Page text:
Lost Map’s Howlin’ Fling

The inaugural Howlin’ Fling on Eigg was a roaring success for Lost Map and a joy for anyone lucky enough to attend it

Away Game 2012

It was bookended with a pair of boats, some seals, a few dolphins and what seemed like a sea-load of jellyfish. In between, scattered among the woods and the hills, the streams and the rocky, volcanic residue, were hikes and days without rain. There were cobweb-annihilating dips in the Sea of the Hebrides and dawn choruses from the sheep, cows and birds – all full-time residents of the Isle of Eigg, welcoming the pilgrims from the mainland.

A pilgrimage: that’s what, looking back, a trip to Eigg feels like. Those who made it were seeking fresh air and good music. They left with their lungs full and their ears singing, the smell of campfire lingering on their hair and clothing, a place reserved in every heart for the wonderful Isle of Eigg.

Lost Map could have booked anyone for the debut Howlin’ Fling. The tickets were bought before a band was announced. But they didn’t: they put together three days of the highest quality sounds. This was a weekend loaded with moments that will live long in the memory.

Even before an official note had been played, the spectacle of Sam Amidon with his banjo, joined in the Friday afternoon sunshine outside the tearooms by uilleann piper Griogair Labhruidh and fiddler Gave McVarish, set a weekend-long tone which reflected the ethos of the island: laid back, collaborative and bloody good craic.

Amidon returned for a set in the Marquee on Friday evening and, naturally, was joined by his wife Beth Orton. The pair had been holidaying with their young children on Eigg for the week and, when the time came to perform, seemed as smitten with the place as the rest of us.

He is something of a musical archivist, Amidon. He sings songs plucked from the annals of Americana and writes pastoral folk nuggets of his own. In these eyes, his catalogue thus far has peaked with the sublime I See The Sign (2010) and from that, we heard delicious renditions of the breezy Johanna The Row-di and the austere Way Go Lily. When he didn’t have us blubbing with his funereal dirges, we were snickering at his endearingly goofy humour, including a “Bruno Mars-inspired” tribute to the recently-passed Charlie Haden.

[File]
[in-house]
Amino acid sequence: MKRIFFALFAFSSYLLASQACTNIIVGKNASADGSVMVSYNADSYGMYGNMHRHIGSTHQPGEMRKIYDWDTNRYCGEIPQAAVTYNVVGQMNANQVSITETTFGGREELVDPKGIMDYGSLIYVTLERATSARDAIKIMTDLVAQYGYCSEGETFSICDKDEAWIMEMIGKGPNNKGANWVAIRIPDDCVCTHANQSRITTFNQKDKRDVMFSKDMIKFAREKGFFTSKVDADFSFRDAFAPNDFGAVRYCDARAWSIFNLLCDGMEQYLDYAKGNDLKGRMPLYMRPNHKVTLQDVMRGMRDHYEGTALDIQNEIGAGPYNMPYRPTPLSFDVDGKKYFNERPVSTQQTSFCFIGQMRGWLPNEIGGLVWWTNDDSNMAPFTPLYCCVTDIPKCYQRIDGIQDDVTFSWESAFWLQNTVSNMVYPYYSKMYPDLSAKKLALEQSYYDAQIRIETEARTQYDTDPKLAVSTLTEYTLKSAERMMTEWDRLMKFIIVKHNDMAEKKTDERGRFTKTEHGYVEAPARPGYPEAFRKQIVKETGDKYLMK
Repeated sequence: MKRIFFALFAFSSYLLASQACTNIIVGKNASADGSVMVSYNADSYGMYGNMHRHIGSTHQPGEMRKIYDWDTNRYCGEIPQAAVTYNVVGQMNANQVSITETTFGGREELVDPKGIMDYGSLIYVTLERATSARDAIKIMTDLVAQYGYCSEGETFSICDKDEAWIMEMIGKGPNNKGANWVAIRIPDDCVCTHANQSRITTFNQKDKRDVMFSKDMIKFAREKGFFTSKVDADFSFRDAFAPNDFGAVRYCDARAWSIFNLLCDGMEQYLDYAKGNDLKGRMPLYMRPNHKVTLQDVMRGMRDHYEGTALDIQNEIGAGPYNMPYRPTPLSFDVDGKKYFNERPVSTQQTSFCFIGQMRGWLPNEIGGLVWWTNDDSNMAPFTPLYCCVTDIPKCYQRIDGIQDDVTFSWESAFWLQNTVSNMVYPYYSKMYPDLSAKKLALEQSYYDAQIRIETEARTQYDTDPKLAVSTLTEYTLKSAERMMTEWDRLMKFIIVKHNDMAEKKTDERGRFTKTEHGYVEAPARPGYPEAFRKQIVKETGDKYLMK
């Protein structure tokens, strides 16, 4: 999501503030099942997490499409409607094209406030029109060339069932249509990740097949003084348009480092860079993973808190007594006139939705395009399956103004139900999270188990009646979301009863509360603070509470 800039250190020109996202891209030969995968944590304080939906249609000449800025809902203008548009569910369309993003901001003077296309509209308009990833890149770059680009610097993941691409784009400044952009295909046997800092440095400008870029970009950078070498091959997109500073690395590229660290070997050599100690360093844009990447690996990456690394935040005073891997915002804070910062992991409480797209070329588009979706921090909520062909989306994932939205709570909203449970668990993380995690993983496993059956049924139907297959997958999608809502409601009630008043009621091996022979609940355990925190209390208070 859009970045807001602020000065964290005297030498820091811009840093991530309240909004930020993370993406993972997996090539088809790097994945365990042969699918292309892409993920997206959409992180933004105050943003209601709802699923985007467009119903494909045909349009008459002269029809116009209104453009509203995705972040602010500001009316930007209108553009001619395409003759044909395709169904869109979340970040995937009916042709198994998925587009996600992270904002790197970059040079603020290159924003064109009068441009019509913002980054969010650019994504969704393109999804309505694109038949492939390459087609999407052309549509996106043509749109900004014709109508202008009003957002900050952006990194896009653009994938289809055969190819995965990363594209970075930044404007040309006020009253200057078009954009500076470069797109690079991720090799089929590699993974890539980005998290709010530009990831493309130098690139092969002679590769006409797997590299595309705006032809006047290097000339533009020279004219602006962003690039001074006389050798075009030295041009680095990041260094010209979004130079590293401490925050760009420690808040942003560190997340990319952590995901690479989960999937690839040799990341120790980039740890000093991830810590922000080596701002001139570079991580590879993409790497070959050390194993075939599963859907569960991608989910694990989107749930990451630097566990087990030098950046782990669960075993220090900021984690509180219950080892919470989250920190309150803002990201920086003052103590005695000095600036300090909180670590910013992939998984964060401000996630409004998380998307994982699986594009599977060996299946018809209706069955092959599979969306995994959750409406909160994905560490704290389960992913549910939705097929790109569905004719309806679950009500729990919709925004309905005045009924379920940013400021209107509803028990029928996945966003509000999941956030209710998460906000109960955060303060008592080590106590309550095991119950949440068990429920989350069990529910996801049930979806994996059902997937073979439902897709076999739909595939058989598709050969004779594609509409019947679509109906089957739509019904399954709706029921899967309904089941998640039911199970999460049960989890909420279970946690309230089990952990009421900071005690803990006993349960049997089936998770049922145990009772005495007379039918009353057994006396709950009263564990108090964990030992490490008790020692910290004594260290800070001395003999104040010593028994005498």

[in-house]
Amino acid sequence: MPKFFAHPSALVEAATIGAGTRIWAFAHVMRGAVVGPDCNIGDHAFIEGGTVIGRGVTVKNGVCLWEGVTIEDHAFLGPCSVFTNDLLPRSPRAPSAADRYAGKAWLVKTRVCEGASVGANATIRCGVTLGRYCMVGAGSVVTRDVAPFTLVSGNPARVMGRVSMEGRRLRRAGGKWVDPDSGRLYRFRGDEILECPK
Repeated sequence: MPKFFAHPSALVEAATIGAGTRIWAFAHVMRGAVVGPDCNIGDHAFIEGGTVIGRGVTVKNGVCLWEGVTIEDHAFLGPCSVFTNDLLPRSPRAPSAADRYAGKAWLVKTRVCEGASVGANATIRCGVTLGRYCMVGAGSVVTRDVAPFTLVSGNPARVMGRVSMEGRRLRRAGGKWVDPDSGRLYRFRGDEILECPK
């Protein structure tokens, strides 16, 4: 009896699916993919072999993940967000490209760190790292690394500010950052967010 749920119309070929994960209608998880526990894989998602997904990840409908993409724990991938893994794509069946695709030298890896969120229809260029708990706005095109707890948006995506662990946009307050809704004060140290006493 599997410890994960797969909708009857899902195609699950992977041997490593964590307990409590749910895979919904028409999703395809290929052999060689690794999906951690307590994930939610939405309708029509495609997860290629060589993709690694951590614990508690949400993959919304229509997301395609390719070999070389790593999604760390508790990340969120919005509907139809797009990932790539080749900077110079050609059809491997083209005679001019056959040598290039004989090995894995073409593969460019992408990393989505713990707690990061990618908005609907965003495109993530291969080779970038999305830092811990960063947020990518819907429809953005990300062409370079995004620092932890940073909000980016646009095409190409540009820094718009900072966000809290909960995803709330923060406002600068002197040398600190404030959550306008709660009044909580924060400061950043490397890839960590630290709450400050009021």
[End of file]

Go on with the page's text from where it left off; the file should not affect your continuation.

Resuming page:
When Orton arrived, accompanied by Amidon of course, she played a set mainly plucked from her magnum opus: Central Reservation, which she’s recently toured to mark its 15th anniversary. The title track in particular stirred memories of Orton’s late-90s breakthrough. The songs are simple, and Orton seemed nervous, but the quality was unmistakable.

Having Steve Mason and his full band on the island was something of a coup for Lost Map. The lot of them could be seen wandering around the island for the day and a half before their show and Mason clearly had time to explore. “I’ve played some crazy places in my time, but this place takes the biscuit!” he quips, before taking a select few cuts from last year’s Monkey Minds in the Devil’s Time. His patter is as politically-charged as the tunes: “This one’s about Tony Blair, the slimy Middle East envoy… cunt…” he snarls before launching into the soaring Fire, which, along with A Lot of Love, was the highlight of a fine set.

The anthropomorphic trilogy of WOLF, Woodpigeon and eagleowl got Saturday going in fine style, with the latter displaying a previously unknown acrobatic bent by rounding their set off with a human pyramid. Seamus Fogarty’s been working on a more electronic live show, as befits his debut album, and it sounded splendid in the Marquee: he’s got a rare talent for sticking peculiar field recordings in the right place. Few would find any place for the horse racing commentary. Fogarty did, and it sounded great.